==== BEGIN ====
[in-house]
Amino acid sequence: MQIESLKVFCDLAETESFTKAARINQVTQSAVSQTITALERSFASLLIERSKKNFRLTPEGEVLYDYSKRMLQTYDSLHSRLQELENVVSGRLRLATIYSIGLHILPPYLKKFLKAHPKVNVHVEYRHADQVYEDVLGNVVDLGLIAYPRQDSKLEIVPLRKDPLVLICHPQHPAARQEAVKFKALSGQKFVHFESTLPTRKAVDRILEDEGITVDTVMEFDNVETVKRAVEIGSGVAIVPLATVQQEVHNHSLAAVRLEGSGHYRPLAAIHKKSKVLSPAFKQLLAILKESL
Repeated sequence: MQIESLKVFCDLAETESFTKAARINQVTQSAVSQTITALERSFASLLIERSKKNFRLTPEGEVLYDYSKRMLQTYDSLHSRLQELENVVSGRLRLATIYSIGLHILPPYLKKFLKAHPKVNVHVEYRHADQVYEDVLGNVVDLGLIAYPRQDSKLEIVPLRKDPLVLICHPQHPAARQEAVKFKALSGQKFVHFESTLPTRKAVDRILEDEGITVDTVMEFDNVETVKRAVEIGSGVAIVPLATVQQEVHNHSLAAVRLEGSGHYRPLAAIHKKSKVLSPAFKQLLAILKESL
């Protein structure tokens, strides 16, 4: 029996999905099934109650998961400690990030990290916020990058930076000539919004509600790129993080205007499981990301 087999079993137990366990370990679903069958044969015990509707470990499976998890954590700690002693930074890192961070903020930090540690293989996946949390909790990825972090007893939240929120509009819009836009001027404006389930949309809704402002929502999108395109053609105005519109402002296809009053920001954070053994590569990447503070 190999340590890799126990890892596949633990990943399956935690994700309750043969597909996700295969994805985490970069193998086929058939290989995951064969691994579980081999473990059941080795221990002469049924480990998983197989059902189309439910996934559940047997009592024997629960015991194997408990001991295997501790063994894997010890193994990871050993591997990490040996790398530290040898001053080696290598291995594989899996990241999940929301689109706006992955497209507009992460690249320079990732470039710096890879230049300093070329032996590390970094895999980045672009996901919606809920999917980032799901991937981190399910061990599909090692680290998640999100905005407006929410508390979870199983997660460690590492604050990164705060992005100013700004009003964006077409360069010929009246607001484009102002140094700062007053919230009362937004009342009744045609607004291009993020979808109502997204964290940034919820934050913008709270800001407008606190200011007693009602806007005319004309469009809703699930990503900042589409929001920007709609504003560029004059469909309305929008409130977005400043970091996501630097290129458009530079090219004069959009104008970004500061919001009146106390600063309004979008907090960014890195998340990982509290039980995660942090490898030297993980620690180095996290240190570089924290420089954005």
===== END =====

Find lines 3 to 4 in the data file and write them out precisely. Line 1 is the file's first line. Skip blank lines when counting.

Repeated sequence: MQIESLKVFCDLAETESFTKAARINQVTQSAVSQTITALERSFASLLIERSKKNFRLTPEGEVLYDYSKRMLQTYDSLHSRLQELENVVSGRLRLATIYSIGLHILPPYLKKFLKAHPKVNVHVEYRHADQVYEDVLGNVVDLGLIAYPRQDSKLEIVPLRKDPLVLICHPQHPAARQEAVKFKALSGQKFVHFESTLPTRKAVDRILEDEGITVDTVMEFDNVETVKRAVEIGSGVAIVPLATVQQEVHNHSLAAVRLEGSGHYRPLAAIHKKSKVLSPAFKQLLAILKESL
């Protein structure tokens, strides 16, 4: 029996999905099934109650998961400690990030990290916020990058930076000539919004509600790129993080205007499981990301 087999079993137990366990370990679903069958044969015990509707470990499976998890954590700690002693930074890192961070903020930090540690293989996946949390909790990825972090007893939240929120509009819009836009001027404006389930949309809704402002929502999108395109053609105005519109402002296809009053920001954070053994590569990447503070 190999340590890799126990890892596949633990990943399956935690994700309750043969597909996700295969994805985490970069193998086929058939290989995951064969691994579980081999473990059941080795221990002469049924480990998983197989059902189309439910996934559940047997009592024997629960015991194997408990001991295997501790063994894997010890193994990871050993591997990490040996790398530290040898001053080696290598291995594989899996990241999940929301689109706006992955497209507009992460690249320079990732470039710096890879230049300093070329032996590390970094895999980045672009996901919606809920999917980032799901991937981190399910061990599909090692680290998640999100905005407006929410508390979870199983997660460690590492604050990164705060992005100013700004009003964006077409360069010929009246607001484009102002140094700062007053919230009362937004009342009744045609607004291009993020979808109502997204964290940034919820934050913008709270800001407008606190200011007693009602806007005319004309469009809703699930990503900042589409929001920007709609504003560029004059469909309305929008409130977005400043970091996501630097290129458009530079090219004069959009104008970004500061919001009146106390600063309004979008907090960014890195998340990982509290039980995660942090490898030297993980620690180095996290240190570089924290420089954005």